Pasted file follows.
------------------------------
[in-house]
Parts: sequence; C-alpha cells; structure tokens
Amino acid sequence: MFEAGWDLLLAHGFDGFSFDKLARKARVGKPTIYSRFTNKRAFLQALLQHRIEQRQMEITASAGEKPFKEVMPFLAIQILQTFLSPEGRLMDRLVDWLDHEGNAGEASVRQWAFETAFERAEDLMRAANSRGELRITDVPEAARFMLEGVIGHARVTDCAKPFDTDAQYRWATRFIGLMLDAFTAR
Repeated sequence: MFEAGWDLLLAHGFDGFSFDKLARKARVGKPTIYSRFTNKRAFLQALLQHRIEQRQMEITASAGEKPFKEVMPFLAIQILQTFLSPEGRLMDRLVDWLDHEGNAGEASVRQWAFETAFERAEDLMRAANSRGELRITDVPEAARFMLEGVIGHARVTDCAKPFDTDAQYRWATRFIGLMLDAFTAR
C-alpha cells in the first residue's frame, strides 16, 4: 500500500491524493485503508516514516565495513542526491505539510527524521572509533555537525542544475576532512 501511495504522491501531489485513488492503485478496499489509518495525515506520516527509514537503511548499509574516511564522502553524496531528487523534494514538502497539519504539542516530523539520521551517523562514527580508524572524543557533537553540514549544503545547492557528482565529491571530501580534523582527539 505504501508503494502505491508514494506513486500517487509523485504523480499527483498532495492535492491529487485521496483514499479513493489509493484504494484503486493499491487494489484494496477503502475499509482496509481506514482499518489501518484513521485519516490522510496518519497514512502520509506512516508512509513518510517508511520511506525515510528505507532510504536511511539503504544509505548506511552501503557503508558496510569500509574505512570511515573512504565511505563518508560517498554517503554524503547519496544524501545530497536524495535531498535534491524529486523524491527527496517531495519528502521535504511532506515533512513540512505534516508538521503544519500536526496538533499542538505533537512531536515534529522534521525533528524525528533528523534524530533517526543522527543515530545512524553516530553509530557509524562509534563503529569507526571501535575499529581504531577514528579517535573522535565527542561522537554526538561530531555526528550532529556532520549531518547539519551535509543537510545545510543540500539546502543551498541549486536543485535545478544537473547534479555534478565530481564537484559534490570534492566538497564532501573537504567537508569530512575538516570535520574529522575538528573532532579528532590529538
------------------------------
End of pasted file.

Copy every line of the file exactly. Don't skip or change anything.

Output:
[in-house]
Parts: sequence; C-alpha cells; structure tokens
Amino acid sequence: MFEAGWDLLLAHGFDGFSFDKLARKARVGKPTIYSRFTNKRAFLQALLQHRIEQRQMEITASAGEKPFKEVMPFLAIQILQTFLSPEGRLMDRLVDWLDHEGNAGEASVRQWAFETAFERAEDLMRAANSRGELRITDVPEAARFMLEGVIGHARVTDCAKPFDTDAQYRWATRFIGLMLDAFTAR
Repeated sequence: MFEAGWDLLLAHGFDGFSFDKLARKARVGKPTIYSRFTNKRAFLQALLQHRIEQRQMEITASAGEKPFKEVMPFLAIQILQTFLSPEGRLMDRLVDWLDHEGNAGEASVRQWAFETAFERAEDLMRAANSRGELRITDVPEAARFMLEGVIGHARVTDCAKPFDTDAQYRWATRFIGLMLDAFTAR
C-alpha cells in the first residue's frame, strides 16, 4: 500500500491524493485503508516514516565495513542526491505539510527524521572509533555537525542544475576532512 501511495504522491501531489485513488492503485478496499489509518495525515506520516527509514537503511548499509574516511564522502553524496531528487523534494514538502497539519504539542516530523539520521551517523562514527580508524572524543557533537553540514549544503545547492557528482565529491571530501580534523582527539 505504501508503494502505491508514494506513486500517487509523485504523480499527483498532495492535492491529487485521496483514499479513493489509493484504494484503486493499491487494489484494496477503502475499509482496509481506514482499518489501518484513521485519516490522510496518519497514512502520509506512516508512509513518510517508511520511506525515510528505507532510504536511511539503504544509505548506511552501503557503508558496510569500509574505512570511515573512504565511505563518508560517498554517503554524503547519496544524501545530497536524495535531498535534491524529486523524491527527496517531495519528502521535504511532506515533512513540512505534516508538521503544519500536526496538533499542538505533537512531536515534529522534521525533528524525528533528523534524530533517526543522527543515530545512524553516530553509530557509524562509534563503529569507526571501535575499529581504531577514528579517535573522535565527542561522537554526538561530531555526528550532529556532520549531518547539519551535509543537510545545510543540500539546502543551498541549486536543485535545478544537473547534479555534478565530481564537484559534490570534492566538497564532501573537504567537508569530512575538516570535520574529522575538528573532532579528532590529538